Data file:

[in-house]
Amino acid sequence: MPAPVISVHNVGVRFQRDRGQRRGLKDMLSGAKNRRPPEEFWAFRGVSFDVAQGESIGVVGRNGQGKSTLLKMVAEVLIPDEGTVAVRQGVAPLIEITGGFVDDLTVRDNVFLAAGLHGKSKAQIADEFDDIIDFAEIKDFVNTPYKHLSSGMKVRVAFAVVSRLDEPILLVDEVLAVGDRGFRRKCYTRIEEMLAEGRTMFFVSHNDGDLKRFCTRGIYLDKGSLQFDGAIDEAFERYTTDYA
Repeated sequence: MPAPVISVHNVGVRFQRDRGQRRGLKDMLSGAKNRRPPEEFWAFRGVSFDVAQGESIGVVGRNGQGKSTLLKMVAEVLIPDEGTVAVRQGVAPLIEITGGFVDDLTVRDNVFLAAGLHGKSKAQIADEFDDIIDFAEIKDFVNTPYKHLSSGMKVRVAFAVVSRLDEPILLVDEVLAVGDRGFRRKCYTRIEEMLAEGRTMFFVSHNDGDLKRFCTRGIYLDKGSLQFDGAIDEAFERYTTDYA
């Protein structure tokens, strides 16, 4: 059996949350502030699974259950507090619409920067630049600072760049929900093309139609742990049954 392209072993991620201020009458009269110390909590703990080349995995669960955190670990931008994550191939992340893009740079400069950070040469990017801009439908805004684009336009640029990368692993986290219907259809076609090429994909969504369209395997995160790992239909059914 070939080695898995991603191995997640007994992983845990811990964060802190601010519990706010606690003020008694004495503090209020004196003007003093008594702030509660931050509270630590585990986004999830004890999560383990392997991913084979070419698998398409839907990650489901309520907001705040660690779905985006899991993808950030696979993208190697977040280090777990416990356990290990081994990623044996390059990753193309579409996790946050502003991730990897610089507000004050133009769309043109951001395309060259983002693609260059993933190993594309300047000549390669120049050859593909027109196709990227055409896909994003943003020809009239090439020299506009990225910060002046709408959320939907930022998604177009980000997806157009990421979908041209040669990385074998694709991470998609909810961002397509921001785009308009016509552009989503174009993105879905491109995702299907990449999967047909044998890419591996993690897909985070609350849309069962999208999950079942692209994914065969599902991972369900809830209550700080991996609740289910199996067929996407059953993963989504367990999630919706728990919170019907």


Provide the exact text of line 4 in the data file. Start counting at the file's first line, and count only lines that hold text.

């Protein structure tokens, strides 16, 4: 059996949350502030699974259950507090619409920067630049600072760049929900093309139609742990049954 392209072993991620201020009458009269110390909590703990080349995995669960955190670990931008994550191939992340893009740079400069950070040469990017801009439908805004684009336009640029990368692993986290219907259809076609090429994909969504369209395997995160790992239909059914 070939080695898995991603191995997640007994992983845990811990964060802190601010519990706010606690003020008694004495503090209020004196003007003093008594702030509660931050509270630590585990986004999830004890999560383990392997991913084979070419698998398409839907990650489901309520907001705040660690779905985006899991993808950030696979993208190697977040280090777990416990356990290990081994990623044996390059990753193309579409996790946050502003991730990897610089507000004050133009769309043109951001395309060259983002693609260059993933190993594309300047000549390669120049050859593909027109196709990227055409896909994003943003020809009239090439020299506009990225910060002046709408959320939907930022998604177009980000997806157009990421979908041209040669990385074998694709991470998609909810961002397509921001785009308009016509552009989503174009993105879905491109995702299907990449999967047909044998890419591996993690897909985070609350849309069962999208999950079942692209994914065969599902991972369900809830209550700080991996609740289910199996067929996407059953993963989504367990999630919706728990919170019907």